corporeal tourism. Each online interview lasted 60–90 min. Transcribing was not
required since the interviews were text-based. The empirical data collection
continued until theoretical saturation was achieved (Jennings 2010).
The analysis of the empirical materials started after conducting the first
interview. Each interview was read immediately after the interview by the main
researcher and by the interviewers, who started to reflect upon the responses
obtained. Codes and theme were generated progressively. This process continued
until theoretical saturation was achieved, as Lofland and Lofland (1994) suggest.
More specifically, the phases of thematic analysis suggested by Braun and Clarke
(2006) were followed. First, the empirical material was read several times to
identify initial codes and to allow researchers to familiarize themselves with the
data. Second, related codes were grouped to identify emergent themes. Third, the
themes were named and reviewed by the researchers. Finally, the themes were
discussed in relation to the existing literature on the topic and the research questions
of the study.
4 Findings
4.1 An overview of participants’ virtual and non-virtual experiences
In the first part of the interview, the respondents were asked to describe the usual
activities and routines carried out in their everyday lives. The empirical material
highlights that all the participants’ mundane experiences are a combination of both
virtual and non-virtual experiences:
As for nowI’m studyingso my daily routine will be like classes,
assignments, movies/drama, then Facebook(Karen, 21 Malaysia)
[during my free time] I usually go online or hang out with my friends. The
sites I usually go to are Facebook, Tumblr, or watch drama and
moviesYouTube too (Ann, 21 Malaysia)
Usually [] I would go out with friends, stay home, social media[in the
virtual environment I do] a lot, because nowadays a lot of online games are
actually linked with social media like Facebook so sometimesI need a
Facebook account in order to play the gamesother than that I also like
Instagram, Youtube(Andrea, 23 Malaysia)
I love playing online games (e.g. World of Warcraft) and I like to eat!! I spend
most of my time in my room or in front of my laptop (like a nerd hehe) (Julia,
22 Indonesia).
The excerpts from the interviews highlight that despite the participation in non-
digital virtual activities (e.g. reading books and watching dramas on TV) many of
the social activities the interviewees participate in during their leisure time are
online, mainly in digital virtual social spaces. More specifically, the most common
activities include social interactions on Facebook, Instagram and Youtube, in which
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conversations are held, friends are met, new people are approached and games are
played with other netizens.
However, the responses form the interviews also shed light on the level of
immersion of these virtual experiences. The respondents refer to activities with very
low sensorial immersion as technological gear capable of more immersive
experiences is still not available to the wider public. In this respect, the empirical
material shows that while the majority of participants seemed to be relatively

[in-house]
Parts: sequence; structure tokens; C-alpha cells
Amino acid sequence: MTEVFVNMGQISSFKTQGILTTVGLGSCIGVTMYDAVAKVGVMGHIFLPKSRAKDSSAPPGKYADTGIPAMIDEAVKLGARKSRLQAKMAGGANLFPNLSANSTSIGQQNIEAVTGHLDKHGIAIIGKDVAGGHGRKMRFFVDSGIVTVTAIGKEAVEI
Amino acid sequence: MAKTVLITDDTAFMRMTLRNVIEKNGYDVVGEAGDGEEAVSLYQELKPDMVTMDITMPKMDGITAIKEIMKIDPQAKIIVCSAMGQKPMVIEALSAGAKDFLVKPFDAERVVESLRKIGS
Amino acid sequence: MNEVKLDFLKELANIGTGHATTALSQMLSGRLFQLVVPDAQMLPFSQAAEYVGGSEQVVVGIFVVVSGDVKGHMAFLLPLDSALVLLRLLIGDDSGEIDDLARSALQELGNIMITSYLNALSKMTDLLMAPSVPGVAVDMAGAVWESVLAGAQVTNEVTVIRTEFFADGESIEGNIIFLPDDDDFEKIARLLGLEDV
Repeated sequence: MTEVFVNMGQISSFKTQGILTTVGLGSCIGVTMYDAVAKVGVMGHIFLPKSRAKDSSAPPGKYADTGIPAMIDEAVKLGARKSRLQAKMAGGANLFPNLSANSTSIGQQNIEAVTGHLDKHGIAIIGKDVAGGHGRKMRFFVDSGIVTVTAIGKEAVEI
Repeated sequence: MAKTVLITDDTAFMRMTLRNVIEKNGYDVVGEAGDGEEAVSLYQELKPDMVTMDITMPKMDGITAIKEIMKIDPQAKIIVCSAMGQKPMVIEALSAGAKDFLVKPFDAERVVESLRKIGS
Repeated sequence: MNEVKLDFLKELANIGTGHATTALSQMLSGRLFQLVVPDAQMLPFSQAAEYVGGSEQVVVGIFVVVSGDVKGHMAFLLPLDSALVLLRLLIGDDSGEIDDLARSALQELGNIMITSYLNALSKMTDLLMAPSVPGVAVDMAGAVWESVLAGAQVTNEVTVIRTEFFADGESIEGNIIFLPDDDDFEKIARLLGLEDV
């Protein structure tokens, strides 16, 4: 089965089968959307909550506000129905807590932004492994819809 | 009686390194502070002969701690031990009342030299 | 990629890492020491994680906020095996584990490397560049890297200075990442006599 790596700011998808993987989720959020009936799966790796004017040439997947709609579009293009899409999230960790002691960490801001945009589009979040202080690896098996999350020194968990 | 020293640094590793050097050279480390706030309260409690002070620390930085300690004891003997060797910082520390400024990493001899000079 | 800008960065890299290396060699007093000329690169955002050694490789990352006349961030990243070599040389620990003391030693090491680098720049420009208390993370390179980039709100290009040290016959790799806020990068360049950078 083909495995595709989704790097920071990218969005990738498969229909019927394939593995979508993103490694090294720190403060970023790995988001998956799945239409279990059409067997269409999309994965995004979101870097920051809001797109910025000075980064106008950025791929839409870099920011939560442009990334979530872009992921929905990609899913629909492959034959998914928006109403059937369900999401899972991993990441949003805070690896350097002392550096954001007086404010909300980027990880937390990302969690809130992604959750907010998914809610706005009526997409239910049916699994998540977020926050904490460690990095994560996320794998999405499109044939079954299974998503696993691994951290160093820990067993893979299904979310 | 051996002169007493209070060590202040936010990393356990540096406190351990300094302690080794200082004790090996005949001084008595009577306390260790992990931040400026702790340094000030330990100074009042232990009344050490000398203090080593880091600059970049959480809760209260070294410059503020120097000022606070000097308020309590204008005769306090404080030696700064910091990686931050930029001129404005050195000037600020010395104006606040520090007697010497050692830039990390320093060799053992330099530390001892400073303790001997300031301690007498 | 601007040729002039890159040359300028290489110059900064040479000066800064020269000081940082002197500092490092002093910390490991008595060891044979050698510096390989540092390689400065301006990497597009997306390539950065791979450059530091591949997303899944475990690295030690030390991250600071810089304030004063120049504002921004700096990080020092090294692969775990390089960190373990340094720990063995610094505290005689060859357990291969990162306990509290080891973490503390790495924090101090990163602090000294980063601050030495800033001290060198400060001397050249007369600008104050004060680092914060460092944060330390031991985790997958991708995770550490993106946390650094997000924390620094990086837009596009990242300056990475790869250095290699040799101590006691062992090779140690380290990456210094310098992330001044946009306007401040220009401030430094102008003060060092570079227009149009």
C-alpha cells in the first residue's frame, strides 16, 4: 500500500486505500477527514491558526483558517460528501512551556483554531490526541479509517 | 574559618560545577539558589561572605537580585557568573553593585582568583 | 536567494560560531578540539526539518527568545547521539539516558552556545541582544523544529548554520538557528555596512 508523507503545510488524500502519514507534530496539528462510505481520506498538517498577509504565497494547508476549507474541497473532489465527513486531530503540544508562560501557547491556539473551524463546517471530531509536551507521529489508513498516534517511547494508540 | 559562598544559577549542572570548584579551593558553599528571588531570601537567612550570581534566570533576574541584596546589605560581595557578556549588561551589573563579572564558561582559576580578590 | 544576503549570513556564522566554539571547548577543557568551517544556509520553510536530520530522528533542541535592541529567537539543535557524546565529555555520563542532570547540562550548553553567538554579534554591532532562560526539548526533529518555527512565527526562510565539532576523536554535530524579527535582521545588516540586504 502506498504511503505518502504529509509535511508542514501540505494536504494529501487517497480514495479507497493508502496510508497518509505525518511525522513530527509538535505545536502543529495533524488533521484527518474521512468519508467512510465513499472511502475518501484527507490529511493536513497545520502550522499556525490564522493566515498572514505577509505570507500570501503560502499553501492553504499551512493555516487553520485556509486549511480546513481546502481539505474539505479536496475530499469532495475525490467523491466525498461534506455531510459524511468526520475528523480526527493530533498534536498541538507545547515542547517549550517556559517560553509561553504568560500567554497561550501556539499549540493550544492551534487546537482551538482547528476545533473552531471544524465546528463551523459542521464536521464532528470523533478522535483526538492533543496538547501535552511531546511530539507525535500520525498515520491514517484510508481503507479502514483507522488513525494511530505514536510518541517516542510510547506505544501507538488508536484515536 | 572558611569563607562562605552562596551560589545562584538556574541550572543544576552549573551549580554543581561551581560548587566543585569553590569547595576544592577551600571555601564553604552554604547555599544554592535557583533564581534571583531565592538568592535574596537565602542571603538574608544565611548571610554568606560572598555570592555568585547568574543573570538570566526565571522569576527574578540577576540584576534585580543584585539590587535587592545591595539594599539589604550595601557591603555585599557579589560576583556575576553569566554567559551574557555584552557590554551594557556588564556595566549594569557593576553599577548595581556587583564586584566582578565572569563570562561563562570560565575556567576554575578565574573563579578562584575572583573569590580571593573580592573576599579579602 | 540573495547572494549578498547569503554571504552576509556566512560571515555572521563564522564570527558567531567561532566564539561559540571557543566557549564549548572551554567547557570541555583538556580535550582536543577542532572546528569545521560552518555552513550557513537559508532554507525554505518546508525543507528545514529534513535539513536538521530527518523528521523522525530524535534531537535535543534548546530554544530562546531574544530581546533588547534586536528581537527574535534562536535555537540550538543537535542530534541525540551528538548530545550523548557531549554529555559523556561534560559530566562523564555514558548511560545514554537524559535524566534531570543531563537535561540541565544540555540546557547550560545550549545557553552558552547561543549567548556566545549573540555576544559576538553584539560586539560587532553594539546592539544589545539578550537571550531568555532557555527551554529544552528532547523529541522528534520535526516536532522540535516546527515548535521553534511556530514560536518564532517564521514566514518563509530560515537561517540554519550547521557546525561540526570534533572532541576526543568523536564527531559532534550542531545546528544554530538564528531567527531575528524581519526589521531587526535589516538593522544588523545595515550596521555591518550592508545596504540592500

knowledgeable about virtual tourism, none of them has ever experienced very
immersive forms of virtual reality or virtual tourism (e.g. by using the ‘Oculus Rift’
or more advanced gear present in some laboratories worldwide). As it will be
discussed in the following paragraph, respondents’ lack of complex sensorial virtual
experiences plays an important role in affecting their perceptions of authenticity
concerning virtual tourism.
4.2 Virtual tourism and authenticity
When asked to discuss the perceived differences between virtual and non-virtual
experiences, the respondents clearly stated to privilege the latter due to the lack of
corporeal and sensorial stimulation of the former:
actual games [non-virtual experiences]it’s funlike paintballonline
gamesit’s fun but a long period of time can be stressful to the eyesI
think I like when I can actually play myselfactually me running around and
stuffit’s tiring but worth the experience (Joey, 22 Maldives)
[I like more non-virtual experiences because of] physical contactcan talk
about anything we wantin computer game cannotI believe no matter how
advanced technology is it will not be able to be compared to the actual game
of football[It will miss] physical contact, the possibility to talk to other
playersin computer games we cannot do thisthere is no touching
(Josephine, 28 Maldives).
The participants were also asked to express their ideas about their perceptions of
authenticity of virtual tourism experiences:
Virtual tourism is very very close to the real productsbut it’s not 100 %
authenticit lacks the sensorial experience (Sam, 24 Maldives)
I cannot get to feel the atmosphere, I don’t get to eatall this in the virtual
environment is unavailable (Karla, 21 Malaysia)
I want to go there and feel the place fullyThe weatherListen to the people
passing by me as I walkThose little details are very important, that makes
everything real (Ann, 21 Malaysia).
As the actual technology does not allow people to have a full sensorial
stimulation in the virtual environment, virtual tourism is perceived as ‘less
authentic’ than corporeal mobility due to the impossibility of ‘feeling’, ‘smelling’